Born in Switzerland, Southeast Asia first captured Yves Mudry's heart while studying. Asia Dreams talks to him about the region, art and how he enjoys living in Jakarta.
Our inspirational figures this time are general managers Yves Mudry from Raffles Jakarta, Christian Gerart from The Samaya Bali and Sjefke Jansen of Hotel Indonesia Kempinski Jakarta.
Q: What made you choose hospitality as a career?
A: It was really a combination of things. I greatly enjoy travelling and working overseas gives you a very different view from just holidaying; you get very different experiences that mean you don't really feel like you are away from home anymore. In addition, my grandfather used to operate a hotel and we have the most prestigious hospitality management school in Switzerland, so the idea came from that.
Q: What drew you to Asia?
A: During your four years of study at the Lausanne hospitality management school you take three internships, two in Switzerland and one overseas. I chose Novotel Bukit Timah in Singapore. I loved it, although Singapore is really the Switzerland of Asia! From that time, I was actively looking for a post in Southeast Asia and was lucky enough to be on the pre-opening team of Le Meridien Nirwana Golf & Spa Resort from 1997 for three years.
Q: That was a relatively remote location back then. How did you enjoy it?
A: I landed at night and you couldn't see anything much on the drive to Tanah Lot and I was stunned to find that the hotel
was still pretty much a building site. We built a very strong relationship with the local landowners and residents, a lot of whom were going to be employed by the hotel. There were no other luxury hotels in the area, so we had to do a lot of training, but we became very involved in Balinese daily life with our trainees. I learned how to speak Indonesian too as it was such an immersive experience. It was a fascinating time for me; the culture is so different from Switzerland, so colourful, it awakens all your senses.
You can come across colourful rituals unexpectedly as you drive around the island. A: Being Swiss, I have always liked the beauty of nature, but my appreciation of art and design has matured and grown with experience. I have worked with both Le Méridien and SO Sofitel in the past and become involved in their art and design concepts, but Raffles Jakarta takes things to a whole new level. The whole hotel was built and designed around the work of the late Indonesian artist Hendra Gunawan;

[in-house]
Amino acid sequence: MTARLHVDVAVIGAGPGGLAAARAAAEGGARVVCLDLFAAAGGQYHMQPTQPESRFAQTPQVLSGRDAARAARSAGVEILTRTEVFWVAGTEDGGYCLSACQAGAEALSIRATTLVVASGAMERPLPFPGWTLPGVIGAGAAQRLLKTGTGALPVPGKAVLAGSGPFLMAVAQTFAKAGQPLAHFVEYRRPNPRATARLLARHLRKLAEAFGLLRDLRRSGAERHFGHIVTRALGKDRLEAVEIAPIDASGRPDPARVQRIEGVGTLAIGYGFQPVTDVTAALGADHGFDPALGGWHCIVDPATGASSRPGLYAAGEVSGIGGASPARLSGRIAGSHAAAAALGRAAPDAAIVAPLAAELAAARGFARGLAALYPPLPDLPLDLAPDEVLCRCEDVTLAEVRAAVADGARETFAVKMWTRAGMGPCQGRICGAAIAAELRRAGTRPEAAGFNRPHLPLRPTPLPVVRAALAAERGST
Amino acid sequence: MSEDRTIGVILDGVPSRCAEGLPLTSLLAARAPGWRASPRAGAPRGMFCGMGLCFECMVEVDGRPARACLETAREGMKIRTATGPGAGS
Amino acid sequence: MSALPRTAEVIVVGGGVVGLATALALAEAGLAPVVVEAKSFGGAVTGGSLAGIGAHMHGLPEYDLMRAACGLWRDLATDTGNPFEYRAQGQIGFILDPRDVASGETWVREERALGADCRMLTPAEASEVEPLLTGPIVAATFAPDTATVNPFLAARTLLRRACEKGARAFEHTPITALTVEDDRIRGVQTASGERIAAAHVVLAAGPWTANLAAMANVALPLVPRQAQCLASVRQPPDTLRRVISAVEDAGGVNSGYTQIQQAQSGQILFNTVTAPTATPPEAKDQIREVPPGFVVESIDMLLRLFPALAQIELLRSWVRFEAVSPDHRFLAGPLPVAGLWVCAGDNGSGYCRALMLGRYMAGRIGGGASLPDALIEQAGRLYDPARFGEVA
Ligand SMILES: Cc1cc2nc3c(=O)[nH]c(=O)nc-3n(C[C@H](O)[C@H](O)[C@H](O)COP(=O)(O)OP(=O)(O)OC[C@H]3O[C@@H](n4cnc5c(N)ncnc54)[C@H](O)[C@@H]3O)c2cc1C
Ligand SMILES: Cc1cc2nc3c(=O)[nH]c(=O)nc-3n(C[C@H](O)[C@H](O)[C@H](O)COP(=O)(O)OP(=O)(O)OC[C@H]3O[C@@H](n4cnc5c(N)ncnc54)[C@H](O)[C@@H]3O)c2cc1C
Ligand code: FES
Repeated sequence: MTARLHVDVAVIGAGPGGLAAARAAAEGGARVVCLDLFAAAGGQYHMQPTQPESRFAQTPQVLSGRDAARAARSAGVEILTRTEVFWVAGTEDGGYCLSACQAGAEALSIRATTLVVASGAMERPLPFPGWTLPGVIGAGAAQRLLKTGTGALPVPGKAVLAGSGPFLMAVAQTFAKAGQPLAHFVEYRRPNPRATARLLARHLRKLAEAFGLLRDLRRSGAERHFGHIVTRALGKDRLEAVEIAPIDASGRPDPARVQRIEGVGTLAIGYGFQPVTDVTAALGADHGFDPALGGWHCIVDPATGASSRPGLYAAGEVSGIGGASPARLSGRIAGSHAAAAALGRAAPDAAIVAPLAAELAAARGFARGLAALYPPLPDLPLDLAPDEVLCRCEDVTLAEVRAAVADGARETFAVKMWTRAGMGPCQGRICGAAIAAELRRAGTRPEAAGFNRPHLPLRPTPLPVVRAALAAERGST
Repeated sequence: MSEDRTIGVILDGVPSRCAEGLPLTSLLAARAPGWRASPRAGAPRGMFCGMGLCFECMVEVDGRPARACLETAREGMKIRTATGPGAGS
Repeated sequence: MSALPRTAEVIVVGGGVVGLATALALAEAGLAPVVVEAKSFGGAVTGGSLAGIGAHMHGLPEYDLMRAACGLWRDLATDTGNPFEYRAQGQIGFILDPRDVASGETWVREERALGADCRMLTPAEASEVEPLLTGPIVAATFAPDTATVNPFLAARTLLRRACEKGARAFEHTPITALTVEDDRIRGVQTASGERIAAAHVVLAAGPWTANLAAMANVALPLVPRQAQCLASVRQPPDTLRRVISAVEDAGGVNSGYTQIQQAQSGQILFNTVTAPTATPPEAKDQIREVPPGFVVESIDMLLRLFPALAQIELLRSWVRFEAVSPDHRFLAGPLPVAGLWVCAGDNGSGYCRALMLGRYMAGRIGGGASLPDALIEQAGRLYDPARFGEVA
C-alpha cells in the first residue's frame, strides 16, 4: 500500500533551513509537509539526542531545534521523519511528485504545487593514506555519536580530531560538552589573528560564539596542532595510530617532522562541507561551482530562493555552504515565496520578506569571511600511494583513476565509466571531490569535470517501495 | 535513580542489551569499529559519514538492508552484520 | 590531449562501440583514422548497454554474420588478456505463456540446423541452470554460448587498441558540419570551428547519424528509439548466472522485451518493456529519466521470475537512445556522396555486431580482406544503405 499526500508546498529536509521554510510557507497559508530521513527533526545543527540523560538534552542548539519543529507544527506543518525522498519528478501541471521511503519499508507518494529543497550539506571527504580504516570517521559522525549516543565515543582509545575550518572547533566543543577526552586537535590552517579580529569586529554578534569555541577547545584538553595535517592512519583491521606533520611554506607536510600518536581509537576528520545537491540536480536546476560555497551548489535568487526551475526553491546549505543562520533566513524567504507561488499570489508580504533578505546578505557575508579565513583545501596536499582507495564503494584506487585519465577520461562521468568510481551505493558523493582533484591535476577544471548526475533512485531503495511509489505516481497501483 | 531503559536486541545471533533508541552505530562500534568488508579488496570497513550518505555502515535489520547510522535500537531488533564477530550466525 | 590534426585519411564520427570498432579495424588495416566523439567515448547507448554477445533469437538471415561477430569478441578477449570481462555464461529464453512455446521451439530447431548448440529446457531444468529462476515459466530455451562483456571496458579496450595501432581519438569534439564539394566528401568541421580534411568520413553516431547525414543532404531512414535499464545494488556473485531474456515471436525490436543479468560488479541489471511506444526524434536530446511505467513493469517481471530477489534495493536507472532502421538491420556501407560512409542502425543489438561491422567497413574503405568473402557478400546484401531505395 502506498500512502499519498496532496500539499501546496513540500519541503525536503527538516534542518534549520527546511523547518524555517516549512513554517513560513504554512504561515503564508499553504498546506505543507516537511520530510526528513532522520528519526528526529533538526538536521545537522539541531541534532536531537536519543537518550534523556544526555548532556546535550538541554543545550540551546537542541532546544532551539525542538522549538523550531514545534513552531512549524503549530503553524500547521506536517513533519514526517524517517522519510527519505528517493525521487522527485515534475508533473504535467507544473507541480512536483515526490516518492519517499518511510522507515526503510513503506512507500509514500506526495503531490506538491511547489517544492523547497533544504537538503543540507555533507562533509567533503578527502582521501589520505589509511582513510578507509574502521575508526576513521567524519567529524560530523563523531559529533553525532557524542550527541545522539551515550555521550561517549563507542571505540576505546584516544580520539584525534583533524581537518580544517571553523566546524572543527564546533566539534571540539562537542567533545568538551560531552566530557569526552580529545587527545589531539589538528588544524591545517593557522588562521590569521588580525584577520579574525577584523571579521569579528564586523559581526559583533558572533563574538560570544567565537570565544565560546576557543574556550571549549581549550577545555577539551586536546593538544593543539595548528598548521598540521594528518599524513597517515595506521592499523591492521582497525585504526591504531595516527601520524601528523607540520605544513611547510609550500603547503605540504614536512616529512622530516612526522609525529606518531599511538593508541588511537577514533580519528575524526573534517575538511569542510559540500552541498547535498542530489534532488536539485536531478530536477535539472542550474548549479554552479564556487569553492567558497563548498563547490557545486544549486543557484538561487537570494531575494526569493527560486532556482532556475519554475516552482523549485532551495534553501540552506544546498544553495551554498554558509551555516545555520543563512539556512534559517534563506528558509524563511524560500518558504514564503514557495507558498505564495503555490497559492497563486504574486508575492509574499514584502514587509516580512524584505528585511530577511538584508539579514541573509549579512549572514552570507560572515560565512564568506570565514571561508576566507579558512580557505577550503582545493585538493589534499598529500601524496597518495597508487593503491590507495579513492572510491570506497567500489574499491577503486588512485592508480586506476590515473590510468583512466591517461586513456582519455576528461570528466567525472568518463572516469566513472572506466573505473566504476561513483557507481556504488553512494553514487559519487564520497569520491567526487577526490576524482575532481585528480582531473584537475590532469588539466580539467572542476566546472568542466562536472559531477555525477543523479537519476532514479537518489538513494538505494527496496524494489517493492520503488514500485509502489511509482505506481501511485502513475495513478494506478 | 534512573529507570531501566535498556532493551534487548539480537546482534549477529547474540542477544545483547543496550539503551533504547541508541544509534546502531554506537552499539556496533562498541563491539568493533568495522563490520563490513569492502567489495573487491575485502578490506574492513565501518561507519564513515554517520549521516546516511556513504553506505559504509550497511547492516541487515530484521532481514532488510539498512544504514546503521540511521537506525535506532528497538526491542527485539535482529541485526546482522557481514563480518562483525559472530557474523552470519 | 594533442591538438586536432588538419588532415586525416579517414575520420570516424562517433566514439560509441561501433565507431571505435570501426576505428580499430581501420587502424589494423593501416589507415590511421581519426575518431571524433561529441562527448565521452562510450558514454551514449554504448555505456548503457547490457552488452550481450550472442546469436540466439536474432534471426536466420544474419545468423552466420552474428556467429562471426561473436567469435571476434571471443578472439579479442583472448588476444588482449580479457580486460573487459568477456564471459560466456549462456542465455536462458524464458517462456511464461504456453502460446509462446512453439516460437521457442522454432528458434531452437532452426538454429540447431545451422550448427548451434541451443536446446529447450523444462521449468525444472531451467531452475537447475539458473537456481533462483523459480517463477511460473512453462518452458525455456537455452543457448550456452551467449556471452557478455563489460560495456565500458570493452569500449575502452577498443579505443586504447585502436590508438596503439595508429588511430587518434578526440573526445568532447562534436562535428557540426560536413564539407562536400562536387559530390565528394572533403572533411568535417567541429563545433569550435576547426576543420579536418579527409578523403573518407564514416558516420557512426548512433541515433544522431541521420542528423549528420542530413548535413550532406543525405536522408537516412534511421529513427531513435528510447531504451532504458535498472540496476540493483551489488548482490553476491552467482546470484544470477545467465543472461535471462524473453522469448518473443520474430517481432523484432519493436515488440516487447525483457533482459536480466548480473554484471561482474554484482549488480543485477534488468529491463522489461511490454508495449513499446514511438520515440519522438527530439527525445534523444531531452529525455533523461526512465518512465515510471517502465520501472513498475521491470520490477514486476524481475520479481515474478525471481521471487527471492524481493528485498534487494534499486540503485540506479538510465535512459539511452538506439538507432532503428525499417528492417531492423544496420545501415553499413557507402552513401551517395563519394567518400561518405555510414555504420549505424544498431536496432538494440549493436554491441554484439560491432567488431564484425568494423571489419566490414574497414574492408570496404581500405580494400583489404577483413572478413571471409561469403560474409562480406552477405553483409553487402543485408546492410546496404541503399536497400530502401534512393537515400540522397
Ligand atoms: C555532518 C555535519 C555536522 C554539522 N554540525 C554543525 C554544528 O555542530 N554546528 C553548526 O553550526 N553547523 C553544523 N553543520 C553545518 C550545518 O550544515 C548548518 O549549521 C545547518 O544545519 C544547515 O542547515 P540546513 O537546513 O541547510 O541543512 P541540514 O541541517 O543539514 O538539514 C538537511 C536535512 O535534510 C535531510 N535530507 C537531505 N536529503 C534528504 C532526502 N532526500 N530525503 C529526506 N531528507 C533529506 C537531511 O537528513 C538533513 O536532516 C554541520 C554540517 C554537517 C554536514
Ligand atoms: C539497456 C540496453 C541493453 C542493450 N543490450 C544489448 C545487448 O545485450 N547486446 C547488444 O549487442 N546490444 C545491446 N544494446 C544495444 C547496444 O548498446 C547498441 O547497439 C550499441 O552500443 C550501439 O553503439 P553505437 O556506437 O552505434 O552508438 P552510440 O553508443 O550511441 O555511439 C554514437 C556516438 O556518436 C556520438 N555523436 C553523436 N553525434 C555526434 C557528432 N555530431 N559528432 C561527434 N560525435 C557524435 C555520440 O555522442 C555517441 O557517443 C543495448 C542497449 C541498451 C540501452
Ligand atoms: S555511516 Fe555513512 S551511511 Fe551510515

it has so much personality and is a real oasis amid the bustling city. We have art everywhere, from large mosaics to beautiful sculptures and paintings, making this a visually stunning property.
Q: Apart from the art, what makes Raffles Jakarta special in your opinion?
A: There are so many things! The
Raffles experience is about discreetly personalising guest stays with great attention to detail so that they always want to come back. Our butler service is legendary, but it's the engagement of all our colleagues at every level and in every position that really make a difference. It's not enough to have stunning hardware; our colleagues have to feel engaged and valued so that they can pass that feeling on to our guests. We have a lot of return guests and those who love the Raffles brand. Raffles hotels always have lots of stories, some linked to the brand's
131 years of history, some to the historic buildings they are located in, like the Old War Office in London, or the tribute to art like we have.
Q: How are you enjoying Jakarta, both work-wise and personally?
A: I hadn't been to Jakarta for 17 years, since I left Bali and was amazed by the city's evolution and its maturity. Hotels in Jakarta are still primarily business driven, but I think with the development of public transportation and the great potential still to be found in the city's historic areas, there is a lot of room for the face of the city to change and for domestic and regional tourism to grow hugely. There is so much to see, but it's not always easy to get there, or it's not well promoted.
As far as living goes, I find it very practical and user-friendly; the city isn't really made for walking around, but everything is in multi-use complexes. Here, we are attached to a mall, so we have retail, a cinema, bars and restaurants, virtual golf, a health clinic, a theatre for shows. It's a matter of adapting; when you learn how to adapt to the city you live in, it becomes much more enjoyable. raffles.com